Ch.3 p.111 Each substance contains a non-property, which is its substratum or bare particular
     Full Idea: A rival to the bundle theory says that, for each substance, there is a constituent of it that is not a property but is both essential and unique to it, this constituent being referred to as a 'bare particular' or 'substratum'.
     From: Cynthia Macdonald (Varieties of Things [2005], Ch.3)
     A reaction: This doesn't sound promising. It is unclear what existence devoid of all properties could be like. How could it 'have' its properties if it was devoid of features (it seems to need property-hooks)? It is an ontological black hole. How do you prove it?
Ch.3 p.112 The substratum theory explains the unity of substances, and their survival through change
     Full Idea: If there is a substratum or bare particular within a substance, this gives an explanation of the unity of substances, and it is something which can survive intact when a substance changes.
     From: Cynthia Macdonald (Varieties of Things [2005], Ch.3)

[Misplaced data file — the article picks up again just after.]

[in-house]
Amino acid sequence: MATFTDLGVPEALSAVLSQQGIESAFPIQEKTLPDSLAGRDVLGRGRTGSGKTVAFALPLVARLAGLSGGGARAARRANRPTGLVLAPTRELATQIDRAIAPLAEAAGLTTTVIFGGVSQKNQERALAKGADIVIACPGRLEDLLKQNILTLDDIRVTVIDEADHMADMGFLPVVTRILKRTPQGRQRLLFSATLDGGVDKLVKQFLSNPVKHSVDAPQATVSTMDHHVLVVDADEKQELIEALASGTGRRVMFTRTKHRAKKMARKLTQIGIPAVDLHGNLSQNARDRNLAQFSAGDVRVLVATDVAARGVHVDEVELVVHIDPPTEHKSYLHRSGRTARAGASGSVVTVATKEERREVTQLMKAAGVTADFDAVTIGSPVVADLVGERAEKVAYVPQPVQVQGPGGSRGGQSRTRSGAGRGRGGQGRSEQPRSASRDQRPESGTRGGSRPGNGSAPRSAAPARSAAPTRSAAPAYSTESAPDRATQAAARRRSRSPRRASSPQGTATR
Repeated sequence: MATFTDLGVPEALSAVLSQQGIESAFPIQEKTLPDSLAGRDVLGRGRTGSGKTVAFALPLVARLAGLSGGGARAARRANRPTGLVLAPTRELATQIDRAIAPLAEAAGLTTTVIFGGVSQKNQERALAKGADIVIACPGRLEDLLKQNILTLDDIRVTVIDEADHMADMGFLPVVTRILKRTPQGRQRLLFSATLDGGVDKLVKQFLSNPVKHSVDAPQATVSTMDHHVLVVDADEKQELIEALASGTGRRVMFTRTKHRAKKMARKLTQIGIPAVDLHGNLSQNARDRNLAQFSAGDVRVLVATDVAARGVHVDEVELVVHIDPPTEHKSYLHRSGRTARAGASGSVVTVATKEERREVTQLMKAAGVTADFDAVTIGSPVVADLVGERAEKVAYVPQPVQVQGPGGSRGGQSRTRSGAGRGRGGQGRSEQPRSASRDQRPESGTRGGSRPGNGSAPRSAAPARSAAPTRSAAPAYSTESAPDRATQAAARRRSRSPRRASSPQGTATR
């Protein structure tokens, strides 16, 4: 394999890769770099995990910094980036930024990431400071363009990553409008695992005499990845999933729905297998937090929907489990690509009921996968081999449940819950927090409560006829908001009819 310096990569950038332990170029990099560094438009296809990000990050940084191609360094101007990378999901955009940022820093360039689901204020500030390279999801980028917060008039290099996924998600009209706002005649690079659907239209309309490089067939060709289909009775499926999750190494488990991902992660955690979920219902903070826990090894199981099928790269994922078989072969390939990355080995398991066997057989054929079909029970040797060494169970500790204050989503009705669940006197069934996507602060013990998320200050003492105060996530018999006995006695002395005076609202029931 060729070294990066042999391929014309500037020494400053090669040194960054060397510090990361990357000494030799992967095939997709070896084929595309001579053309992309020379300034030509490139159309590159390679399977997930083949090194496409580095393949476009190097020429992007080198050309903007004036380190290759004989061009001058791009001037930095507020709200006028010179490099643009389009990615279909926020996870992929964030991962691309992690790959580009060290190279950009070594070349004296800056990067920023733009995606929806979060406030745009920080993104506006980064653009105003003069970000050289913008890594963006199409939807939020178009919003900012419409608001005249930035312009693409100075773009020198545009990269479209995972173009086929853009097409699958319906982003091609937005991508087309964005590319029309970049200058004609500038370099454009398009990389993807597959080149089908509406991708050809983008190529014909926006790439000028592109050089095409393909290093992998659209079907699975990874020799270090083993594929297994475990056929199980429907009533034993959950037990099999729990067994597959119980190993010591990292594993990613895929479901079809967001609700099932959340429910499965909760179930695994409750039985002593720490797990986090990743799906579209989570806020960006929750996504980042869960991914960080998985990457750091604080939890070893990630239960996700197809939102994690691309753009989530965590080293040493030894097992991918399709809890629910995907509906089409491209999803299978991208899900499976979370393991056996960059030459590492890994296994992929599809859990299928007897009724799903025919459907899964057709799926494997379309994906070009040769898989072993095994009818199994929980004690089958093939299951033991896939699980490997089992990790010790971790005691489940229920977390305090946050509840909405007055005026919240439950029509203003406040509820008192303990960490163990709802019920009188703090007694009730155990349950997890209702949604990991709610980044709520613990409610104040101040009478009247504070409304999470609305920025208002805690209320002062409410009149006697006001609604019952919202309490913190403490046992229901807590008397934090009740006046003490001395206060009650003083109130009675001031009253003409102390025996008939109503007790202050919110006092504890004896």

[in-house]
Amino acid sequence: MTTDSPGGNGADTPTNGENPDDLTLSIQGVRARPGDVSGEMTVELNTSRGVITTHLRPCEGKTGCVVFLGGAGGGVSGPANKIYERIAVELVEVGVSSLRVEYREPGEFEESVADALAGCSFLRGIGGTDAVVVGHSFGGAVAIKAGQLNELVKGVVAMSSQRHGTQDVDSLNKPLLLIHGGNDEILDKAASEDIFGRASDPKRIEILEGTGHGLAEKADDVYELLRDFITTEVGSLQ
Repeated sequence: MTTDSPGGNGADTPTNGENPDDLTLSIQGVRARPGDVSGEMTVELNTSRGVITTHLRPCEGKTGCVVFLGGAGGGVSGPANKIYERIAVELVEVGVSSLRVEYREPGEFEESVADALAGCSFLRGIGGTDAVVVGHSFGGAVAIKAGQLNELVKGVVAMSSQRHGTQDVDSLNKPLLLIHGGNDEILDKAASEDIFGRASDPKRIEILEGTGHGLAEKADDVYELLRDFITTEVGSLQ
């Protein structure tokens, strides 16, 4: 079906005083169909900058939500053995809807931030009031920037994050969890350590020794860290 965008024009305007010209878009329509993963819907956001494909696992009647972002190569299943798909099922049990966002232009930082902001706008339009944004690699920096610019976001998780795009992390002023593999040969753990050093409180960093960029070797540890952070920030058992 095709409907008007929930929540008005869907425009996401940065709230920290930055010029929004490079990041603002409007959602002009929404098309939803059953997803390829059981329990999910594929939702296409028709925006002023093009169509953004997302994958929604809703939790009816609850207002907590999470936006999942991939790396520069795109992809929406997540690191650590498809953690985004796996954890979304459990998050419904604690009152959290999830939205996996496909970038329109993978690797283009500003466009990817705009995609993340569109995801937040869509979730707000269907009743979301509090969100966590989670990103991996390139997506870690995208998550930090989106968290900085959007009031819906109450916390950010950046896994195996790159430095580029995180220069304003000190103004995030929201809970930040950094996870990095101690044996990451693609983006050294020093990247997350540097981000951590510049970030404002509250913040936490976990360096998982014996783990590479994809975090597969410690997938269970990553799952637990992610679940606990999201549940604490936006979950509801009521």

A reaction: [v. compressed wording] Many problems here. The one that strikes me is that when things change they sometimes lose their unity and identity, and that seems to be decided entirely from observation of properties, not from assessing the substratum.
Ch.3 p.113 A substratum has the quality of being bare, and they are useless because indiscernible
     Full Idea: There seems to be no way of identifying a substratum as the bearer of qualities without qualifiying it as bare (having the property of being bare?), ..and they cannot be used to individuate things, because they are necessarily indiscernible.
     From: Cynthia Macdonald (Varieties of Things [2005], Ch.3)
     A reaction: The defence would probably be a priori, claiming an axiomatic necessity for substrata in our thinking about the world, along with a denial that bareness is a property (any more than not being a contemporary of Napoleon is a property).
Ch.3 n5 p.123 Reduce by bridge laws (plus property identities?), by elimination, or by reducing talk
     Full Idea: There are four kinds of reduction: the identifying of entities of two theories by means of bridge or correlation laws; the elimination of entities in favour of the other theory; reducing by bridge laws and property identities; and merely reducing talk.
     From: Cynthia Macdonald (Varieties of Things [2005], Ch.3 n5)
     A reaction: [She gives references] The idea of 'bridge laws' I regard with caution. If bridge laws are ceteris paribus, they are not much help, and if they are strict, or necessary, then there must be an underlying reason for that, which is probably elimination.
Ch.4 p.166 In continuity, what matters is not just the beginning and end states, but the process itself